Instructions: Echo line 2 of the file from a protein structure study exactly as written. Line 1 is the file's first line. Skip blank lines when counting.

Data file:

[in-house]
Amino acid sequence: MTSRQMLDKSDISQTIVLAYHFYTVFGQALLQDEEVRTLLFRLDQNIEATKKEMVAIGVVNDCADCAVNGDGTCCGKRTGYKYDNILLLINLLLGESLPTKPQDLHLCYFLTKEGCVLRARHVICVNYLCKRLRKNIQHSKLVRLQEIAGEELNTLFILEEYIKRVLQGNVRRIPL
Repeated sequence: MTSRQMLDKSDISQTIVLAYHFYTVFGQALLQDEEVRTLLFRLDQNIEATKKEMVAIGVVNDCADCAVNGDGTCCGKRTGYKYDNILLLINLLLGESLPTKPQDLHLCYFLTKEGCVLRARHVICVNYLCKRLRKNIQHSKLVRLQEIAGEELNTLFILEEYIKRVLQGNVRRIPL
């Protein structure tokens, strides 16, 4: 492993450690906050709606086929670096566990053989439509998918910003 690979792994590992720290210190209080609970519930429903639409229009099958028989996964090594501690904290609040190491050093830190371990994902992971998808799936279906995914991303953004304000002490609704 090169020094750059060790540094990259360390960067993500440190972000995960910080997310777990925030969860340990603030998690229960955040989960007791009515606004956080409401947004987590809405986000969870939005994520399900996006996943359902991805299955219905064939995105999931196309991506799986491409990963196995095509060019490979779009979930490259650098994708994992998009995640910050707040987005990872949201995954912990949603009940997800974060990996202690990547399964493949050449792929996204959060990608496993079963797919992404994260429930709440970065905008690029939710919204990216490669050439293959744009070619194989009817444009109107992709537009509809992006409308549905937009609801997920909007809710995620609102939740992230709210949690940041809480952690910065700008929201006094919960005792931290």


Amino acid sequence: MTSRQMLDKSDISQTIVLAYHFYTVFGQALLQDEEVRTLLFRLDQNIEATKKEMVAIGVVNDCADCAVNGDGTCCGKRTGYKYDNILLLINLLLGESLPTKPQDLHLCYFLTKEGCVLRARHVICVNYLCKRLRKNIQHSKLVRLQEIAGEELNTLFILEEYIKRVLQGNVRRIPL